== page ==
Wells, a former justice of the Supreme Court of Newfoundland and Labrador, will specifically investigate: safety plan requirements for helicopter operators and the extent to which they're maintained; the contractual and legislative search and rescue obligations of chopper operators; and the role of the petroleum board and other regulators to uphold worker safety laws.

It's not up to Wells to lay any criminal or civil blame for the Cougar disaster, nor is he to examine the contentious debate over Department of National Defence search and rescue services.

"But that doesn't stop me from examining and making a recommendation on what I think is necessary," he stressed.

Repeated calls for Ottawa to station a 24-hour military search and rescue helicopter in St. John's have escalated since the Cougar tragedy and the sinking of the Sea Gypsy fishing vessel, which killed two men last month.

Federal government and military officials have steadfastly said that Gander, in central Newfoundland, is still the best base for such services.

''The weather conditions here in St. John's and the fog in particular are sometimes prohibitive for helicopters to take off," Defence Minister Peter MacKay said in an interview Friday after meeting with search and rescue, and Coast Guard specialists in St. John's.

''I'm told that the response times are actually not only within a two-hour window, but a one-hour window in most instances.

''I'm very, very appreciative of the fact that minutes seem like hours when you're adrift in the North Atlantic.

''But with the assets that we have, with Cougar Helicopters holding up their obligations vis-a-vis the offshore, we feel we're getting optimal coverage currently."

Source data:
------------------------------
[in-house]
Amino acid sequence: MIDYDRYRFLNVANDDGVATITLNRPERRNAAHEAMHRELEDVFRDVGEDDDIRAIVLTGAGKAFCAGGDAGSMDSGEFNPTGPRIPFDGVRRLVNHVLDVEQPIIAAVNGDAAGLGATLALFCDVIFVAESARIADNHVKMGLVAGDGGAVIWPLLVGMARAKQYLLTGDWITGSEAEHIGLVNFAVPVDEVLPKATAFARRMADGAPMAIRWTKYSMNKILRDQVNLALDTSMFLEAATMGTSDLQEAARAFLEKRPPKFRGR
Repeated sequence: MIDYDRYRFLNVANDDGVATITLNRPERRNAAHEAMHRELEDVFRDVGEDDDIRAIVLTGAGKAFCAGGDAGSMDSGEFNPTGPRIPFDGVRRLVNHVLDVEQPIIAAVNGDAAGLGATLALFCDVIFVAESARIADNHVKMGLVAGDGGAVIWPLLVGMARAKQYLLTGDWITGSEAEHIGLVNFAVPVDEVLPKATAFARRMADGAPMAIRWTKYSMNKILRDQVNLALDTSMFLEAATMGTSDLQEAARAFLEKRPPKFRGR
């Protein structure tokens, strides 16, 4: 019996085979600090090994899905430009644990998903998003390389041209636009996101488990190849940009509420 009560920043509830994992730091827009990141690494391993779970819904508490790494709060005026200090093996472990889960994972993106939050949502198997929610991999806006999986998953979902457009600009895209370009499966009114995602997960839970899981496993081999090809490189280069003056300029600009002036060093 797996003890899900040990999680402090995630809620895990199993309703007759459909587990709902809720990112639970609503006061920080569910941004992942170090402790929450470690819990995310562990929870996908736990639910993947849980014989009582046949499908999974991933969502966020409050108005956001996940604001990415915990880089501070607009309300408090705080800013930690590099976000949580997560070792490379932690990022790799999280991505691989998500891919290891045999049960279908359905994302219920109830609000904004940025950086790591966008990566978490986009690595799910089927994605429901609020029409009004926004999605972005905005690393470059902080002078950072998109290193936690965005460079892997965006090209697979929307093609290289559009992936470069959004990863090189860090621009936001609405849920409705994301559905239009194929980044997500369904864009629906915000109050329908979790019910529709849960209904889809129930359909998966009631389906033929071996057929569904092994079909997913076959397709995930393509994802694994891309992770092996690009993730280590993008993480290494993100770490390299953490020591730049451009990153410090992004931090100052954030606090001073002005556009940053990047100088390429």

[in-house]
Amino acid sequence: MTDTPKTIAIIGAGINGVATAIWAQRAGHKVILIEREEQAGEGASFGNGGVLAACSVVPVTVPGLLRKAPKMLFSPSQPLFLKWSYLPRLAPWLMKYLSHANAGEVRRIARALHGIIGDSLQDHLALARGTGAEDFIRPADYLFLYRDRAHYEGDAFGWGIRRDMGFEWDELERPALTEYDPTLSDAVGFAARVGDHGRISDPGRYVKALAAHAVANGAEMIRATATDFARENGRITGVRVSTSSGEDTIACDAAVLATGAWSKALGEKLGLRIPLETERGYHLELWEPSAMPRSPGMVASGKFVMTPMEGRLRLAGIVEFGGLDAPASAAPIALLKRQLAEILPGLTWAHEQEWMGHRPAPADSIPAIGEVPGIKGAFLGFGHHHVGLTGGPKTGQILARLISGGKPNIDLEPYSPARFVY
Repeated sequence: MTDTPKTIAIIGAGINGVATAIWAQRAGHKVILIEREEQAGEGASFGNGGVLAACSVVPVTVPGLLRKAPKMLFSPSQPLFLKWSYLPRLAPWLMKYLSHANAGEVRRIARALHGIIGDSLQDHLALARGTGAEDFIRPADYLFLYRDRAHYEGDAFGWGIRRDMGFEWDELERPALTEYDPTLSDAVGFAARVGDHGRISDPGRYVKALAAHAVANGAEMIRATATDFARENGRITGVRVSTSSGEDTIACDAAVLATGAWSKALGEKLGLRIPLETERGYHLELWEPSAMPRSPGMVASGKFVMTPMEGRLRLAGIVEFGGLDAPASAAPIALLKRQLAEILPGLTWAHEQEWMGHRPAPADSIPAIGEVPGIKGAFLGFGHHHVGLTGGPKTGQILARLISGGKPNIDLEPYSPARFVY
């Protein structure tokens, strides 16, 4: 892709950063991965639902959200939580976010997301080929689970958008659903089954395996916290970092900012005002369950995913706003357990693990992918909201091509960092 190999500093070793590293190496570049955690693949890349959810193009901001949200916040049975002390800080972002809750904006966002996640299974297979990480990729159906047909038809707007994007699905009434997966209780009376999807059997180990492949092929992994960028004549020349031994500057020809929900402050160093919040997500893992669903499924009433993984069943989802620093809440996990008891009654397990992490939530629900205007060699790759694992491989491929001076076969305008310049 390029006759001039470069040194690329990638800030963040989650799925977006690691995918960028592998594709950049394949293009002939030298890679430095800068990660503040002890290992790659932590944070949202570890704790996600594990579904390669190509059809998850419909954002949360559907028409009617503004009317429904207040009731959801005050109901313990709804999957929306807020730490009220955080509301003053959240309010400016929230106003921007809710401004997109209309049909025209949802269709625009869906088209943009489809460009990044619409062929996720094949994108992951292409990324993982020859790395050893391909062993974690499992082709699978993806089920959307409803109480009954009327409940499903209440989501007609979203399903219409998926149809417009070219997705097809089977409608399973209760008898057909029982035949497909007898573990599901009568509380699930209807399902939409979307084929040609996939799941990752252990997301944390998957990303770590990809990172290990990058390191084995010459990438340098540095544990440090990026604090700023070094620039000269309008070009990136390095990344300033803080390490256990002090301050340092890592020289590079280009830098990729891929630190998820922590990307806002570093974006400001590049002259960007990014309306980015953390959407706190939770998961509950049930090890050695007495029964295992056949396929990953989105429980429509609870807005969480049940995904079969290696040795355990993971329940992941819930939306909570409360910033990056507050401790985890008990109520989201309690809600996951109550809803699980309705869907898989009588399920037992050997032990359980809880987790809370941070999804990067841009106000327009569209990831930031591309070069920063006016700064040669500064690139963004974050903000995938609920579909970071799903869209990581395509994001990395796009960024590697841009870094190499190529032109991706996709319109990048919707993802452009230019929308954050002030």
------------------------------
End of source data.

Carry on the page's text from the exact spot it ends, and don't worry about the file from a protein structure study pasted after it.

Sheldon Peddle, a union leader representing about 700 offshore oil workers, begs to differ. A royal commission into the 1982 sinking of the Ocean Ranger drilling rig, killing all 84 workers on board, specifically recommended a search and rescue helicopter at the airport nearest to offshore operations: St. John's.

Peddle says the three remaining Cougar choppers contracted to supplement federal rescue services can't offer the same help as fully equipped military choppers.

They lack forward-looking radar and auto-hover features to help find and save people in the water _ especially at night. Flights to the oil platforms about 300 kilometres from St. John's have been suspended after dark while the choppers are retrofitted, Peddle said. The work is not expected to be finished until at least next summer.

Two of his members have quit since March rather than fly back and forth.

Greg Duggan, a drilling platform worker on Hibernia, lost his younger brother Wade, 32, in the Cougar crash.

"I feel there should be a search-and-rescue helicopter located in St. John's and on standby 24-7," he said. ''There's a lot of activity off the east coast of Newfoundland and I myself work offshore. And I know a lot of people are very worried about search and rescue being located in Gander. Adequate response time just isn't there."


Print this page

Related



Leave a Reply

Your email address will not be published. Required fields are marked *

*